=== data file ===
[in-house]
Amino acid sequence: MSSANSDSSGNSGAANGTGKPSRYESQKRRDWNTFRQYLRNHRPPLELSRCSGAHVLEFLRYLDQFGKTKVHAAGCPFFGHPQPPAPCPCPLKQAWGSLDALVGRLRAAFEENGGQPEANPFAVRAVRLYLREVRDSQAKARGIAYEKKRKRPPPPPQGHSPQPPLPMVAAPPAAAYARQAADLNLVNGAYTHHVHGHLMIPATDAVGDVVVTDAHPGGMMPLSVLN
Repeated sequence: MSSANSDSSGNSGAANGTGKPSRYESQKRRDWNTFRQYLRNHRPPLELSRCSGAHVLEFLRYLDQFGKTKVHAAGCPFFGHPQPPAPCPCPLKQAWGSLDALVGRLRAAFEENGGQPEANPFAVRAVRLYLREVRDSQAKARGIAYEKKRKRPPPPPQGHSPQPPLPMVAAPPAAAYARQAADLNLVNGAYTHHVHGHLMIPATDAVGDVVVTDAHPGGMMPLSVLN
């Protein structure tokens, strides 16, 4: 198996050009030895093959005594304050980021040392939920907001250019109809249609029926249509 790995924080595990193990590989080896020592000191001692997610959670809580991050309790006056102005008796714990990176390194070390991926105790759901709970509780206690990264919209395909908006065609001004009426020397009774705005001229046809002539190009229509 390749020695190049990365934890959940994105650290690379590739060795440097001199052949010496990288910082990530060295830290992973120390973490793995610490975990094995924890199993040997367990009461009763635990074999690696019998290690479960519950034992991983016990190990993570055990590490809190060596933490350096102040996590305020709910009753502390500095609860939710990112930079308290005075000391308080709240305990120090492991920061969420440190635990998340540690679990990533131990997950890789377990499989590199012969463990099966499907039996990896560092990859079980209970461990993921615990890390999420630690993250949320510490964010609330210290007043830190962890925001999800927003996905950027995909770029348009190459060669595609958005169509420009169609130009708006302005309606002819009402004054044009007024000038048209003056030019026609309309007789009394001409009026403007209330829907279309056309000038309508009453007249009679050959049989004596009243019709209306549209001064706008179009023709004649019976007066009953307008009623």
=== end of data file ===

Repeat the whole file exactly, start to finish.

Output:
[in-house]
Amino acid sequence: MSSANSDSSGNSGAANGTGKPSRYESQKRRDWNTFRQYLRNHRPPLELSRCSGAHVLEFLRYLDQFGKTKVHAAGCPFFGHPQPPAPCPCPLKQAWGSLDALVGRLRAAFEENGGQPEANPFAVRAVRLYLREVRDSQAKARGIAYEKKRKRPPPPPQGHSPQPPLPMVAAPPAAAYARQAADLNLVNGAYTHHVHGHLMIPATDAVGDVVVTDAHPGGMMPLSVLN
Repeated sequence: MSSANSDSSGNSGAANGTGKPSRYESQKRRDWNTFRQYLRNHRPPLELSRCSGAHVLEFLRYLDQFGKTKVHAAGCPFFGHPQPPAPCPCPLKQAWGSLDALVGRLRAAFEENGGQPEANPFAVRAVRLYLREVRDSQAKARGIAYEKKRKRPPPPPQGHSPQPPLPMVAAPPAAAYARQAADLNLVNGAYTHHVHGHLMIPATDAVGDVVVTDAHPGGMMPLSVLN
């Protein structure tokens, strides 16, 4: 198996050009030895093959005594304050980021040392939920907001250019109809249609029926249509 790995924080595990193990590989080896020592000191001692997610959670809580991050309790006056102005008796714990990176390194070390991926105790759901709970509780206690990264919209395909908006065609001004009426020397009774705005001229046809002539190009229509 390749020695190049990365934890959940994105650290690379590739060795440097001199052949010496990288910082990530060295830290992973120390973490793995610490975990094995924890199993040997367990009461009763635990074999690696019998290690479960519950034992991983016990190990993570055990590490809190060596933490350096102040996590305020709910009753502390500095609860939710990112930079308290005075000391308080709240305990120090492991920061969420440190635990998340540690679990990533131990997950890789377990499989590199012969463990099966499907039996990896560092990859079980209970461990993921615990890390999420630690993250949320510490964010609330210290007043830190962890925001999800927003996905950027995909770029348009190459060669595609958005169509420009169609130009708006302005309606002819009402004054044009007024000038048209003056030019026609309309007789009394001409009026403007209330829907279309056309000038309508009453007249009679050959049989004596009243019709209306549209001064706008179009023709004649019976007066009953307008009623």